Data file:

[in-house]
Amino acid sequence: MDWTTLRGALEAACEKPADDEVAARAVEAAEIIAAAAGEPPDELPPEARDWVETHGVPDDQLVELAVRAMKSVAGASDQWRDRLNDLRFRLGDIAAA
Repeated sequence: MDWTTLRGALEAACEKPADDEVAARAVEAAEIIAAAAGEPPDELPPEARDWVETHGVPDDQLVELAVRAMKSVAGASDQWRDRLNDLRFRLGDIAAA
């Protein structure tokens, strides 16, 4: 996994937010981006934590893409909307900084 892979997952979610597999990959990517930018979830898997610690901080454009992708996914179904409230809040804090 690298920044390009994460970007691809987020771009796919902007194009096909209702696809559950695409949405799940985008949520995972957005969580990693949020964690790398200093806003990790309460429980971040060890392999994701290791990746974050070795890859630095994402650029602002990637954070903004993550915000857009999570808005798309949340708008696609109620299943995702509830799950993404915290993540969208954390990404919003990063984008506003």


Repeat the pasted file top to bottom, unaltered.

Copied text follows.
[in-house]
Amino acid sequence: MDWTTLRGALEAACEKPADDEVAARAVEAAEIIAAAAGEPPDELPPEARDWVETHGVPDDQLVELAVRAMKSVAGASDQWRDRLNDLRFRLGDIAAA
Repeated sequence: MDWTTLRGALEAACEKPADDEVAARAVEAAEIIAAAAGEPPDELPPEARDWVETHGVPDDQLVELAVRAMKSVAGASDQWRDRLNDLRFRLGDIAAA
């Protein structure tokens, strides 16, 4: 996994937010981006934590893409909307900084 892979997952979610597999990959990517930018979830898997610690901080454009992708996914179904409230809040804090 690298920044390009994460970007691809987020771009796919902007194009096909209702696809559950695409949405799940985008949520995972957005969580990693949020964690790398200093806003990790309460429980971040060890392999994701290791990746974050070795890859630095994402650029602002990637954070903004993550915000857009999570808005798309949340708008696609109620299943995702509830799950993404915290993540969208954390990404919003990063984008506003």